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  1. lklawson is offline

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    Posted On:
    3/08/2010 9:09am


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    Quote Originally Posted by captainzorikh View Post
    There is historical precedent for not grappling etc. In certain tournaments, grappling was forbidden. In a culture in which honor and chivalry is important, there is honor in playing by the rules and not taking unfair advantage of one's opponent, especially if you want to prove that you are better than him. To enter a tournament that only allows you to use weapons says that you are good enough with weapons that you don't need to grapple, or strike with the shield. And if you are facing someone like that, who would dare dishonor themselves by not fighting by the same rules? So while war is war, and fighting for your life is fighting for you life, it is perfectly within the chivalric tradition to fight by rules that disallow grappling and shield-bashing.
    One of the primary reasons individuals had to enter Tourney's was to prove they were good fighters and some be retained by an "employer." If that fighter were to abrogate the rules for himself, he'd find himself blackballed and starving or challenged by every third person he met until he was dead.

    Peace favor your sword,
    Kirk
  2. lklawson is offline

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    Posted On:
    3/08/2010 9:19am


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    Quote Originally Posted by Grimnir69 View Post
    Well that is one prime example of the key differences between Hema and SCA and martial arts and martial sports. Chivalry is simply non-existent in the fechtbuchen during the Middle Ages and the early Renaissance.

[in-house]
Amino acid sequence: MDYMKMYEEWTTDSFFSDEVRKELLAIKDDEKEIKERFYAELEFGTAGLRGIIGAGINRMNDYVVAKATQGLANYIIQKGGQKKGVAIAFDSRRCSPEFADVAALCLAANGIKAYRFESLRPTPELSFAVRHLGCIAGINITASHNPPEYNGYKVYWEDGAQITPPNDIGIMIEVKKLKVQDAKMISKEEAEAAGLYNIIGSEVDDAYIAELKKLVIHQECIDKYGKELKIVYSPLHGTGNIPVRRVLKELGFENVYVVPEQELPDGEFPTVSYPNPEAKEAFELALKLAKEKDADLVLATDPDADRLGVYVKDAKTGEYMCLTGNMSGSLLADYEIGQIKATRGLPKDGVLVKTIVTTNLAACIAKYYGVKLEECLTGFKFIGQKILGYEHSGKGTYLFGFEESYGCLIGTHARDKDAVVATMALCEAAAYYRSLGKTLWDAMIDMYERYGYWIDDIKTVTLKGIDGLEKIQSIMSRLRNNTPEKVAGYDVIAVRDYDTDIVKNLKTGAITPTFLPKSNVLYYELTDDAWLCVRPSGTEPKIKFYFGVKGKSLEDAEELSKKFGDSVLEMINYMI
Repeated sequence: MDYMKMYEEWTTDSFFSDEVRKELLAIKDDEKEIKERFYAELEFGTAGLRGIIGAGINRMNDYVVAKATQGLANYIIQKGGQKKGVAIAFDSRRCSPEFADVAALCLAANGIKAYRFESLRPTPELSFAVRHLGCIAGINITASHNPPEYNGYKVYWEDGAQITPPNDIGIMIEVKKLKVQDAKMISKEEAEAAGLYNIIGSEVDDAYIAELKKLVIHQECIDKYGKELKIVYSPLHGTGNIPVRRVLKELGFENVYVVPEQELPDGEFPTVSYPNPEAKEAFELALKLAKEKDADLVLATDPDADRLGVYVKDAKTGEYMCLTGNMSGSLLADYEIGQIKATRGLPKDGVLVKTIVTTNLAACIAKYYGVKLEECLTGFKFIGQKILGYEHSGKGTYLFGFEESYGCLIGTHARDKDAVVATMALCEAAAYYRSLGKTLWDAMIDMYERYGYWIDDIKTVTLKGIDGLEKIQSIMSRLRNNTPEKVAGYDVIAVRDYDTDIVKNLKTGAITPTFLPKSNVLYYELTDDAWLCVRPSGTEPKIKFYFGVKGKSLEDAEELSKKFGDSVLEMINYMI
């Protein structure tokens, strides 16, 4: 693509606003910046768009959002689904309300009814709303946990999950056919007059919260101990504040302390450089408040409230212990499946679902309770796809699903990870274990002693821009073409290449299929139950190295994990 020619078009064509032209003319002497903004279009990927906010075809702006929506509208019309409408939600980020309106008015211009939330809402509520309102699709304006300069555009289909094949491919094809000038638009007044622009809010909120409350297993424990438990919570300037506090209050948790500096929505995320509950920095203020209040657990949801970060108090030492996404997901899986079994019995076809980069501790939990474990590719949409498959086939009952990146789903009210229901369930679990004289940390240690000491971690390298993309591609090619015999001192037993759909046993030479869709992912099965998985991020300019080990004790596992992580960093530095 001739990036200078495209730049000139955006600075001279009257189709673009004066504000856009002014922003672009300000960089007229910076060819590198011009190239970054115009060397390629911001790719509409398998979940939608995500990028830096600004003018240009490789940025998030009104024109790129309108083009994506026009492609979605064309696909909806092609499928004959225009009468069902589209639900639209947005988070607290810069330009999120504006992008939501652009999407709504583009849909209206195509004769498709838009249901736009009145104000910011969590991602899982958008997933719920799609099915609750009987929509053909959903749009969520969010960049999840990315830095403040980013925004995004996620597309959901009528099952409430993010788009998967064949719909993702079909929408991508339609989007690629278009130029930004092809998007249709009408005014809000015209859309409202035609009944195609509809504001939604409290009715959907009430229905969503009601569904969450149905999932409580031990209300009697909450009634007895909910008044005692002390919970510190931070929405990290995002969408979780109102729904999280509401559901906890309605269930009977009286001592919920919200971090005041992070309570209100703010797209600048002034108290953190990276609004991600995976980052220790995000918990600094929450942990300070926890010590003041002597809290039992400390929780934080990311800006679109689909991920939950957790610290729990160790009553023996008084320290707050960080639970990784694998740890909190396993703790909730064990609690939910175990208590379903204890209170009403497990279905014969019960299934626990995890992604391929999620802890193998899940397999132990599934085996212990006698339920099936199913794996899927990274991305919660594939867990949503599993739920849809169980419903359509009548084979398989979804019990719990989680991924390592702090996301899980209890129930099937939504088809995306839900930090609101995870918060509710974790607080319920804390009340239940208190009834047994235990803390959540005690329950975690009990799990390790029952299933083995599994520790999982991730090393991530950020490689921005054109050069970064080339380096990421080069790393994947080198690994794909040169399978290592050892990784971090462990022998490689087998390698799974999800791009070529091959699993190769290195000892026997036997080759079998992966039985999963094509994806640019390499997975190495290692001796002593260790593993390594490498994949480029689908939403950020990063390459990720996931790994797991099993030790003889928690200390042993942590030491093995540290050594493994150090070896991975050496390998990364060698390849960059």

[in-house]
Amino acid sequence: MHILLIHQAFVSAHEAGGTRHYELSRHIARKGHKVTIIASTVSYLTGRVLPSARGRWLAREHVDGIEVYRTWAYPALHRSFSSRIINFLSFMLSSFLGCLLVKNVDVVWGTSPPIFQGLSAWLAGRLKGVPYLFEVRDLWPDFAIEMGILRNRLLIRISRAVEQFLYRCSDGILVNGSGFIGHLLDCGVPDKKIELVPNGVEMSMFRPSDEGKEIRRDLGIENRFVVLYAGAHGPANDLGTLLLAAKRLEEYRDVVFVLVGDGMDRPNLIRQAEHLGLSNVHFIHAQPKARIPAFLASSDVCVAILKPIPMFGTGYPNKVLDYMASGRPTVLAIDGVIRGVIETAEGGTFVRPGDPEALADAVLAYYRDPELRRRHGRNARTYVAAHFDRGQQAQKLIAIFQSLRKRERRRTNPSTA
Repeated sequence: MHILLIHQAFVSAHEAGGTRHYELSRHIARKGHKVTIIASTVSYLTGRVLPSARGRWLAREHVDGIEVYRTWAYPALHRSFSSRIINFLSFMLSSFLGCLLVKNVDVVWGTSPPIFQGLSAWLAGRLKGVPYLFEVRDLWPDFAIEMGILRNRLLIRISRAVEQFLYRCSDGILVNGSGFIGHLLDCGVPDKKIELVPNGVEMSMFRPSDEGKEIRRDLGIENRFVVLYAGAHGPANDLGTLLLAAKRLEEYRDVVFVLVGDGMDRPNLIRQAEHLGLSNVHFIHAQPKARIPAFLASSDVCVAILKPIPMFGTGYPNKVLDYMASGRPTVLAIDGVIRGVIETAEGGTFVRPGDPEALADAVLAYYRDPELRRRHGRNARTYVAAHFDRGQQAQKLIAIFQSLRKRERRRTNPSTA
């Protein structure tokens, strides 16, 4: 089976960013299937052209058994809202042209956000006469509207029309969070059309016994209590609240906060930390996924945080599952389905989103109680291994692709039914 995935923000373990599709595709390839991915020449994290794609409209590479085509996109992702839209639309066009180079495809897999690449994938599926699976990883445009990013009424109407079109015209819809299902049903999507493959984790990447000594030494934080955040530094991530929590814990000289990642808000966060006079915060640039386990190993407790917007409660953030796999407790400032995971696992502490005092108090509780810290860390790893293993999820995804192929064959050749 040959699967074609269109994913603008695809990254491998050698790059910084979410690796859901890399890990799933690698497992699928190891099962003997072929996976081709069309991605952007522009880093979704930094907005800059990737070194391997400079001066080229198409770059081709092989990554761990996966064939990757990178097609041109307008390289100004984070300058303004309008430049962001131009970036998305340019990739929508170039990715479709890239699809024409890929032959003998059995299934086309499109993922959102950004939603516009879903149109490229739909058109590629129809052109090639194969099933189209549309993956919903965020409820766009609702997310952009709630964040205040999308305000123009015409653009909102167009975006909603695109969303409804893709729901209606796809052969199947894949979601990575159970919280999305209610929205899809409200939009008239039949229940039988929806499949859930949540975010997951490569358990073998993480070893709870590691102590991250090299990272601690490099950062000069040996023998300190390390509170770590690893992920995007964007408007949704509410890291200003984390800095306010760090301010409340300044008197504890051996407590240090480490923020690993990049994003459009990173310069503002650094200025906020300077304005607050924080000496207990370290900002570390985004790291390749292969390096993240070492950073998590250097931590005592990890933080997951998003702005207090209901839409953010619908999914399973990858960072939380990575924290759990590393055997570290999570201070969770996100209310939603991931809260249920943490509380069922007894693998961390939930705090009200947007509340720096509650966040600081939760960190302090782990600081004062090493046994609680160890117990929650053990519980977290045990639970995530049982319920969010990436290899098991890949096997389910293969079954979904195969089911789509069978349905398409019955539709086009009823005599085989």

Oh, I'm not so sure about that. I've heard it argued that I.33 shows specific ways to end fights without killing the opponent. Part of the suggestion is that the Master is shown as a monk and it is speculated that, perhaps, said monk was a Master-at-Arms or Professional Instructor for local Lords. It would be very bad form, and bad for your health, if you killed the Lord's son, particularly if he was strutting around, had a belly-full of wine, or was just trying to impress his friends.

    Whether true or not, there is the argument made. <shrug>

    Peace favor your sword,
    Kirk
  3. lklawson is offline

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    Posted On:
    3/08/2010 9:31am


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    Quote Originally Posted by GenericUnique View Post
    Fiore has his little roleplayed sequences - "I'm sitting on a bench drinking with a stick to hand (??? I'm sure it made sense to a medieval NE Italian!) when a thug with a dagger tries to stick me." "I'm walking along with one hand on my dagger when I spot that guy who tried to shank me in the tavern last week. He's got a longsword, but I can get within arm's reach before he can draw it..."

    Talhoffer has a section on using a crossbow from horseback against pursuers. I'm pretty sure even the Swabians wouldn't use that as a duelling scenario.

    "Dobringer" discusses tactics when set upon by six less skilled opponents, with a suggestion you'll be in an alley or narrow street.

    Clearly the sources were not entirely focussed on a duelling scenario.
    Have you seen the Montante stuff? "How to protect a Lady who comes and throws herself at your feet, when she is being assaulted by a crowd of unruly (and poorly armed) peasants, while in a narrow alley." :P

    It's actually really cool.

    Peace favor your sword,
    Kirk
  4. Grimnir69 is offline

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    Posted On:
    3/08/2010 9:32am


     Style: HEMA

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    Quote Originally Posted by lklawson View Post